The next thing here is the cost of pre-built systems like you metioned with the HP ProLiant servers. Understand there is more than one way to go about purchasing these servers. If you go onto their website and customize a system to have built for you you are going to be paying absolute top dollar for these things. Instead, you can look at pricing a system through a registered HP reseller. As a reseller myself, I can get access to special pricing promotions and discounts that they do not reflect online, so the cost for ordering the same thing would be less than ordering directly through their online web portal. The other option is taking a more "barebones" approach and do it yourself. Many of the HP servers (especially the Smart Buy options) come with a processor and base amount of RAM installed. From there you can install your own hard drives. Again, it is recommended to get HP hard drives because of certified compatibility with the hardware, but yes you can also just get HP compatible Gen8 hard drive caddies and put your own hard drives in there. I'd still HIGHLY recommend going with server-class storage drives if you do use your own hard drives. You can also add more hardware including additional RAM, additional network cards, etc. to the base configuration.
  5. I agree with the above answers that yes, you can build your own servers with some of the same spec'ed hardware, perhaps even the same brand/model.

    Here's why you might decide to pay more for the HP server over your own:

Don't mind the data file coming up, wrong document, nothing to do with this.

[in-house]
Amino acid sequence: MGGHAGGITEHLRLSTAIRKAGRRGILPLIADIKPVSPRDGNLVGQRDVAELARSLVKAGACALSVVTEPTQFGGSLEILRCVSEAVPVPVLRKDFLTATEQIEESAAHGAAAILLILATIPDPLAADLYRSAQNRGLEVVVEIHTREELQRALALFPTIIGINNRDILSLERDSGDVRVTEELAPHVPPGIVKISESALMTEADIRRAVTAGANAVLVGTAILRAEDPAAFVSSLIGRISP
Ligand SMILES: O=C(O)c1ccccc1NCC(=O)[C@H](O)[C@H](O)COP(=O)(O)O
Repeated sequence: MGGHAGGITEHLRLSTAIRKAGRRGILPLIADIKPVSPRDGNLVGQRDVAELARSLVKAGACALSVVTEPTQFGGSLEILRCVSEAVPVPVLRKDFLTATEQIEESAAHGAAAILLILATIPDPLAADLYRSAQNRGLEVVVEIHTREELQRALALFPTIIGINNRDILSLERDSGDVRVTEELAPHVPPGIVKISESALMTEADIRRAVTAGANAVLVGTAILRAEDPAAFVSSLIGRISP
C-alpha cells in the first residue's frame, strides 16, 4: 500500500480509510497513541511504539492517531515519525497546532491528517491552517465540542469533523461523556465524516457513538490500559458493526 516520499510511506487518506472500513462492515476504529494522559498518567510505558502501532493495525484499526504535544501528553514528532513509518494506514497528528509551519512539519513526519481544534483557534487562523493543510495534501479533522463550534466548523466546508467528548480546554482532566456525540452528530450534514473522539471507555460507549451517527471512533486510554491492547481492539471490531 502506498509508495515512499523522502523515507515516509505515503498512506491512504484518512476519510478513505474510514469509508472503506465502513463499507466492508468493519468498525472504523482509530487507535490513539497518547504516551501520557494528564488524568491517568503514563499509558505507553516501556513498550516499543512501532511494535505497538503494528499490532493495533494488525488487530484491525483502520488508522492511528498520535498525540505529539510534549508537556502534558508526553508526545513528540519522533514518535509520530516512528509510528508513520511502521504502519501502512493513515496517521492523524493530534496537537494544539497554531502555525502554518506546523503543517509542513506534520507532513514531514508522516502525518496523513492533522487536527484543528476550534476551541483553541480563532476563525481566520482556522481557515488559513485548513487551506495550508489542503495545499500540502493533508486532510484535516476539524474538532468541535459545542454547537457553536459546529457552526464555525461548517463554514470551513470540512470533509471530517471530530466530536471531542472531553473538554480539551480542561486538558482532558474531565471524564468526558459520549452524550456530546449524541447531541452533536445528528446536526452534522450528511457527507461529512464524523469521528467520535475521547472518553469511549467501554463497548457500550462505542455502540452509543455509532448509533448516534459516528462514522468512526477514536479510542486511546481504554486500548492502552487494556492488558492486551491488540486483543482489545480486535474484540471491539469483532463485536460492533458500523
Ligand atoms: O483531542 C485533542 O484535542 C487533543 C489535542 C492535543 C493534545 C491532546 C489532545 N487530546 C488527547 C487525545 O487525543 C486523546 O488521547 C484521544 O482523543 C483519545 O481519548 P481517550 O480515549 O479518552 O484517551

1) Parts covered under Warranty - the big hardware vendors maintain replacement parts for their server lines to cover all of the different parts that go into their server. So if your motherboard fails 3 years from now and you have a 4 years warranty on that server, they (are supposed to) have replacements for that board and will replace it within your service timeframe. If you source your own hardware, you either have to buy another one as a backup spare part or just hope the original one never dies.

    2) Tech support - the big server vendors will give you tech support to determine if it's one of their hardware parts that is failing. If you buy your own, you become your own tech support.

    3) A 3rd reason they are higher in price is the service aspect. The server vendors usually have onsite warranties, so if a part dies, they have to send someone out to replace the part. So part of that initial higher amount is to pay to have someone available to service that warranty (service companies like Unisys). It also allows the server vendor to sell you different hour response times as well.

    So consider these factors before deciding to roll your own. If you don't feel comfortable supporting all of the above, then let one of the server vendors do it. It's not worth your time or stress.

    Dealing with different hardware manufacturers can be a pain. I had to go through this recently with ASRock Rack (ASRock's server line of motherboards). I had NO direct # to call, had to fill out an online form for support, and finally got an email almost a week later. I was okay with that because their board was not in a server I have to use everyday, and I was only building it for a future project. However, that type of support would be unacceptable to me for a server I had to use 24x7.

    Edit: I also bought two of the same server, so I have the same parts for everything.
  6. Thanks for all the help guys! I will probably stick with HP since its going to be for a small business and reliability will be important:D